HUNTING - Sight in for 50 or 75-yards, whatever YOU think YOUR woods will accommodate best, plus using your most accurate load (see my many posts on how to do 'load development'). But here's an option used all the time to extend your range ... just raise the front blade 'up' in the rear sight notch.

I do this all the time and it becomes 2nd nature, as using that same 50-cal longrifle, I can ring the 10" diameter gong set out @ 200-yards with just about every shot ... as I don't think I've missed yet since establishing my hold/sight picture ...

100Y.jpg
 
Safe gun, safe loading safe shooting. Those are the three hard and fast rules. Otherwise
Ml is, as Rifleman 1776 says ‘a do your own thang’
Single hole, or four inch groups. Pay off the same in the deer woods or woods walks. Only paper in a smallest group shoot is one better than the other.
What do you want from your gun? Then go get that, and the Devil take anybody who complains you ain’t doing it right.
 
Aim 6" to 7" high.

When in the field hunting it's all you can do.


If you're bench shooting, playing around with different powder charges is fine.

But more powder could introduce more problems with ball flight. Sending the ball left or right.

Then you have to adjust your sights for 100 yard shooting. Which then ruins your 25 and 50 yard 60 grain loading.


Aiming a tad high eliminates all the nonsense.
You and I have had the same experience. I had rather aim a little high on 100 yard shots than to change loads for distance. I some times load down for closer shots but when going over 60 grains my accuracy is not as good..
 
There's a few ways to do it:

TARGETS - When loading up and practicing for the NE Flintlock Championship that shoots targets @ 25, 50 & 100-yards, all offhand, I had 2-loads with my 50cal flint longrifle. One was a lower/lighter charged load that was dead-on @ 50-yards, and that load was used @ 25Y, whereas I can hold off as may be needed for the closer target, and the hold off was barely 1/2" ... or actually closer than I can really see, LOL!

I had a heavier/faster load that was then dead-on @ 100-yards, and that process must have worked, as my 100-yards scores - for all the targets shot @ 100 - for the past 2 annual matches have been 1st place or only 1-point behind the 1st place score, but never lower than 2nd.

HUNTING - Sight in for 50 or 75-yards, whatever YOU think YOUR woods will accommodate best, plus using your most accurate load (see my many posts on how to do 'load development'). But here's an option used all the time to extend your range ... just raise the front blade 'up' in the rear sight notch.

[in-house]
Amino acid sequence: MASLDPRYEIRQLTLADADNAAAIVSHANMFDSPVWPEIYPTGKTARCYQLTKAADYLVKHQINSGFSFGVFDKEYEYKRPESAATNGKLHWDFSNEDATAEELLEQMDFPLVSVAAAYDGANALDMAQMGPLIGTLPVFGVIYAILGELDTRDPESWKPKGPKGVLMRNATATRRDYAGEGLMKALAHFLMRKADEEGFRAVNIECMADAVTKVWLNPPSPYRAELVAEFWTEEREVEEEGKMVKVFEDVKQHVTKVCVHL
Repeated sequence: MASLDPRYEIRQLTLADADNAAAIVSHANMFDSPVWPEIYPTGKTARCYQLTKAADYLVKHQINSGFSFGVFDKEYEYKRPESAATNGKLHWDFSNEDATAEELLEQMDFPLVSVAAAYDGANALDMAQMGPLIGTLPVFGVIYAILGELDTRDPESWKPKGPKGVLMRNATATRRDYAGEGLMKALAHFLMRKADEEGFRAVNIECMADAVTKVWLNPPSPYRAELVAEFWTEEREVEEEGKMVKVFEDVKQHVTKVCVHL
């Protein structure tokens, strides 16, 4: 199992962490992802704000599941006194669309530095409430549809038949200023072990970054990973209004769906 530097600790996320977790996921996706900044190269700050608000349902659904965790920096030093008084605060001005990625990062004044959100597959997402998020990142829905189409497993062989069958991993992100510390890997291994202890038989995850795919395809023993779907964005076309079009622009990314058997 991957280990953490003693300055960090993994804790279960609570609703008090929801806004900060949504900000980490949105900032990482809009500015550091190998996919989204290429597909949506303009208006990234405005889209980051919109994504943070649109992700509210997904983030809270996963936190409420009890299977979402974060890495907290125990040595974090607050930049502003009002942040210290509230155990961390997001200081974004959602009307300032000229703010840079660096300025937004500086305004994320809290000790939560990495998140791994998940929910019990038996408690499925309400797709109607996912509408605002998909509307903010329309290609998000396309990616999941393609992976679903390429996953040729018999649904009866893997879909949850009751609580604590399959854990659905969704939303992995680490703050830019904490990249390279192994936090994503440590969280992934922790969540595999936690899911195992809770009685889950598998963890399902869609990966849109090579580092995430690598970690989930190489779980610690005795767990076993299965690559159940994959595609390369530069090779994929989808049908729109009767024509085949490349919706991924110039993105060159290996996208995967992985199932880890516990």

I do this all the time and it becomes 2nd nature, as using that same 50-cal longrifle, I can ring the 10" diameter gong set out @ 200-yards with just about every shot ... as I don't think I've missed yet since establishing my hold/sight picture ...

View attachment 266558
I don't hunt but like the idea of raising the front sight in the notch. That will keep the target in my sight picture. At 100 yards if I can't see the target I get lost. I'll also try a heavier load and see what happens. This is my last set at 100 yards off the bench. You can see that windage is basically OK. Elevation is the problem. At the range where I have nothing but paper above the target I lose perspective when picking an aim point.
 

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There is the story of someone making a kill at three hundred yards at Saratoga. Thought to be Tim Murphy.
Most American rifles didn’t have any adjustment. That means the shooter held something like six to ten feet above his target. Maybe a back ground tree helped.
I learned to shoot above my hundred yard shots.
But I shoot almost all smooth now, so compensate by fifty yards being my cutoff point.
Get close get meat
I don't hunt but can see where shooting a game animal you can pick a reference point on either the animal or background vegetation to adjust your POA. At the range its just paper once I move off the target.